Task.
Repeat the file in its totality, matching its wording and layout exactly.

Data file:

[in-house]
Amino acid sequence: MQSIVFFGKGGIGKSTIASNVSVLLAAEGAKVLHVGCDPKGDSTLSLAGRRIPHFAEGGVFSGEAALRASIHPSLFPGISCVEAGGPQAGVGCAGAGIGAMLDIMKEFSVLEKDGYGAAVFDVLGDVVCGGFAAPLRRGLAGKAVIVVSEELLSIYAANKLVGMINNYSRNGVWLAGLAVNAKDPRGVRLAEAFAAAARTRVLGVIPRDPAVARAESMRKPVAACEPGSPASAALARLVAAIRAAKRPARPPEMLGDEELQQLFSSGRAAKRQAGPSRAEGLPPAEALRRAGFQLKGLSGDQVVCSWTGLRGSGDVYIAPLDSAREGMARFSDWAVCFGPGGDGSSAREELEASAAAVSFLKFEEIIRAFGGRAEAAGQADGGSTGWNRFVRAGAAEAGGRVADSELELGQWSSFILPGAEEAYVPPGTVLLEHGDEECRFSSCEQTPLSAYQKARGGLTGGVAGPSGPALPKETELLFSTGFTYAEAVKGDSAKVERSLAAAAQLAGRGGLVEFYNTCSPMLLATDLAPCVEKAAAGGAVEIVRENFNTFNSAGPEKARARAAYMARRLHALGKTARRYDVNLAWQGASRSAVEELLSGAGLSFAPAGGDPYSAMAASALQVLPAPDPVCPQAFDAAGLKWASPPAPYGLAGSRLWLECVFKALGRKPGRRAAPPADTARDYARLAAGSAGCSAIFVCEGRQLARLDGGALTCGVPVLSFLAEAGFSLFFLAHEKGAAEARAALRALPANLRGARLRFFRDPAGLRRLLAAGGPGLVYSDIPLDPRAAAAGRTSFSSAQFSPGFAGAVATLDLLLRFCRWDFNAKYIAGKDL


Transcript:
[in-house]
Amino acid sequence: MQSIVFFGKGGIGKSTIASNVSVLLAAEGAKVLHVGCDPKGDSTLSLAGRRIPHFAEGGVFSGEAALRASIHPSLFPGISCVEAGGPQAGVGCAGAGIGAMLDIMKEFSVLEKDGYGAAVFDVLGDVVCGGFAAPLRRGLAGKAVIVVSEELLSIYAANKLVGMINNYSRNGVWLAGLAVNAKDPRGVRLAEAFAAAARTRVLGVIPRDPAVARAESMRKPVAACEPGSPASAALARLVAAIRAAKRPARPPEMLGDEELQQLFSSGRAAKRQAGPSRAEGLPPAEALRRAGFQLKGLSGDQVVCSWTGLRGSGDVYIAPLDSAREGMARFSDWAVCFGPGGDGSSAREELEASAAAVSFLKFEEIIRAFGGRAEAAGQADGGSTGWNRFVRAGAAEAGGRVADSELELGQWSSFILPGAEEAYVPPGTVLLEHGDEECRFSSCEQTPLSAYQKARGGLTGGVAGPSGPALPKETELLFSTGFTYAEAVKGDSAKVERSLAAAAQLAGRGGLVEFYNTCSPMLLATDLAPCVEKAAAGGAVEIVRENFNTFNSAGPEKARARAAYMARRLHALGKTARRYDVNLAWQGASRSAVEELLSGAGLSFAPAGGDPYSAMAASALQVLPAPDPVCPQAFDAAGLKWASPPAPYGLAGSRLWLECVFKALGRKPGRRAAPPADTARDYARLAAGSAGCSAIFVCEGRQLARLDGGALTCGVPVLSFLAEAGFSLFFLAHEKGAAEARAALRALPANLRGARLRFFRDPAGLRRLLAAGGPGLVYSDIPLDPRAAAAGRTSFSSAQFSPGFAGAVATLDLLLRFCRWDFNAKYIAGKDL